Blakely, Ga., was a quiet community until the salmonella scare hit home.
Patrik Jonsson/The Christian Science Monitor
Dressed in spotless Wranglers, pint-sized cowboy boots, and pearl-buttoned farm shirts, the boys and girls of Blakely, Ga., could hardly look happier as they brush down their hogs in hopes of a blue ribbon.
But a behind-the-scenes glimpse at the Early County Market Hog Show shows all is not well here.
Blakely is America's peanut capital, the seat of the biggest peanut-growing county in the United States and "peanut proud," as the motto goes. It's also home to the now-infamous Peanut Corp. of America plant that allegedly sold salmonella-laced products and launched a deadly food-safety scandal.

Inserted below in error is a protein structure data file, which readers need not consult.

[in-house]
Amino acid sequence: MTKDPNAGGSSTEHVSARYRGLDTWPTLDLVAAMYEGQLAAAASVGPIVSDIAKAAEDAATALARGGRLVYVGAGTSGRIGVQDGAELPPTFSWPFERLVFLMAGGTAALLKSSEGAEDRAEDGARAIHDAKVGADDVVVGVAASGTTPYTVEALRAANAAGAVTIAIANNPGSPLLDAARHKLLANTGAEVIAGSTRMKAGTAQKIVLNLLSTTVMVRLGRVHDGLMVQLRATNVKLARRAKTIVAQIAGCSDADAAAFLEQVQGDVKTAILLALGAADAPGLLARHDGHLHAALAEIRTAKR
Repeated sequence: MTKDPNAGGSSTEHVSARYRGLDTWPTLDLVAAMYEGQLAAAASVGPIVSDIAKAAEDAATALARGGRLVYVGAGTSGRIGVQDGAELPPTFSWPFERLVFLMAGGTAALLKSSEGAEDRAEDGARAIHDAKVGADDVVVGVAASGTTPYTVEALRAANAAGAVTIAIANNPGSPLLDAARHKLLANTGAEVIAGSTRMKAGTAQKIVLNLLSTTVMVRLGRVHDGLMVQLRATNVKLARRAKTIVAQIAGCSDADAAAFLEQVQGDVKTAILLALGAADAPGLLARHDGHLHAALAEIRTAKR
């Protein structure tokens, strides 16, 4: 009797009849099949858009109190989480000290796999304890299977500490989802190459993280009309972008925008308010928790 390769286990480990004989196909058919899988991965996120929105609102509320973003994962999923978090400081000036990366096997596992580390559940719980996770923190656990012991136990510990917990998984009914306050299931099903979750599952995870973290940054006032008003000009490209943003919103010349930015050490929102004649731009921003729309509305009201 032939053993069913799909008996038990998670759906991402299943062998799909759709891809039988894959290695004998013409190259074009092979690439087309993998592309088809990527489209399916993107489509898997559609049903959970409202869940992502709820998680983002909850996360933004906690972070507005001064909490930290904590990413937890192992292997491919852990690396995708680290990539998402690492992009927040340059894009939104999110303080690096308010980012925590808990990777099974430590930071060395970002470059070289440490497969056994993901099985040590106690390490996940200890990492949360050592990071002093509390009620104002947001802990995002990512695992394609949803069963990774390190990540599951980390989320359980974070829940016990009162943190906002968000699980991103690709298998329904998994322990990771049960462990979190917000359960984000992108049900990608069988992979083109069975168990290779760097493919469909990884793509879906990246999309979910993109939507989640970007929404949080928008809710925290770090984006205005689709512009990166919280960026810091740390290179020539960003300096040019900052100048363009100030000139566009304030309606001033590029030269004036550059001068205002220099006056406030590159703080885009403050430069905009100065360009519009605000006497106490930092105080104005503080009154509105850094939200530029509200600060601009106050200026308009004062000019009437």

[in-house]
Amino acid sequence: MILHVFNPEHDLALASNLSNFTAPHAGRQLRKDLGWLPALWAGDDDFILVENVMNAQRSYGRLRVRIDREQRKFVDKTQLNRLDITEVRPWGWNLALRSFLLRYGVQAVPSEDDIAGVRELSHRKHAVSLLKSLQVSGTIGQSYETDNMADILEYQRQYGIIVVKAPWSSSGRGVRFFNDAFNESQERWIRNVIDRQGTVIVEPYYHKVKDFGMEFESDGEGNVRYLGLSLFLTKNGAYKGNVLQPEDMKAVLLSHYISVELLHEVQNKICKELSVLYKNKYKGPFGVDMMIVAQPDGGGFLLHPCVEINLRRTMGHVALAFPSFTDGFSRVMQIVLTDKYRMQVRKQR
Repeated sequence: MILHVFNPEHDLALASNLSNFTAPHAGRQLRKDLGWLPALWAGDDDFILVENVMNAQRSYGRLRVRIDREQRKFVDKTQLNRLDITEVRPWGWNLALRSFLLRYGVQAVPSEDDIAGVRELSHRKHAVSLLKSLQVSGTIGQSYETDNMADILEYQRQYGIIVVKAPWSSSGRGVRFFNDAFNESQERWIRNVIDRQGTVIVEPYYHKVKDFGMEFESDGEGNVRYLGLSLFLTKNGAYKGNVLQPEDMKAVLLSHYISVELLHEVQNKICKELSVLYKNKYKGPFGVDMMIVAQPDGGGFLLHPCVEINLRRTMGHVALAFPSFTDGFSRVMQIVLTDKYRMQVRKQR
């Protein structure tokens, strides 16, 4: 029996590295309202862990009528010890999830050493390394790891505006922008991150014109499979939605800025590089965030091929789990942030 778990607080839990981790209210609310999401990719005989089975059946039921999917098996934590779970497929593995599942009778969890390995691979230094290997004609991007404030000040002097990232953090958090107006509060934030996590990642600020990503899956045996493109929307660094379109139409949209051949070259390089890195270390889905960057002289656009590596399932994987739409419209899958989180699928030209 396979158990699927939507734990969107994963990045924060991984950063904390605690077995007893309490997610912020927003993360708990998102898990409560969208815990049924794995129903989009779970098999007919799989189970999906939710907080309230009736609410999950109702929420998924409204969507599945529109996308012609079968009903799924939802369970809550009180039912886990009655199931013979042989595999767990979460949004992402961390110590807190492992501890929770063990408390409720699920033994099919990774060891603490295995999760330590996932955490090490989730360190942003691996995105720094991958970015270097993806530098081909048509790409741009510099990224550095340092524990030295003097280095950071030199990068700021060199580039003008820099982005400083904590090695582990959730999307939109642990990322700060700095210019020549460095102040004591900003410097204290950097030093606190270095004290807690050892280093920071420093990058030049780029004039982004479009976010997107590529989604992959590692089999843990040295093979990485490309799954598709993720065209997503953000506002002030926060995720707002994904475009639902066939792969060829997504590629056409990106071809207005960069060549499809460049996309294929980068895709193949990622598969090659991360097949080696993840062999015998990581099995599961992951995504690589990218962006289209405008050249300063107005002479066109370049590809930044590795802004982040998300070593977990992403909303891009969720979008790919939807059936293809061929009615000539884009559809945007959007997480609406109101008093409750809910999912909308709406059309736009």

As he helps his son Caleb prep a hefty sow for the show, middle school teacher Harriss Brown worries that his community – which should be exemplified by the innocent toil of young farmers, he says – is getting a reputation as "a town full of killers."
But it's clear amid the hushed barn whispers that the scandal has also forced a communitywide reevaluation of a go-along-to-get-along working culture that pervaded the low-slung Peanut Corp. of America (PCA) plant here. The result now threatens not only a town's sense of identity, but the future of the humble peanut itself.
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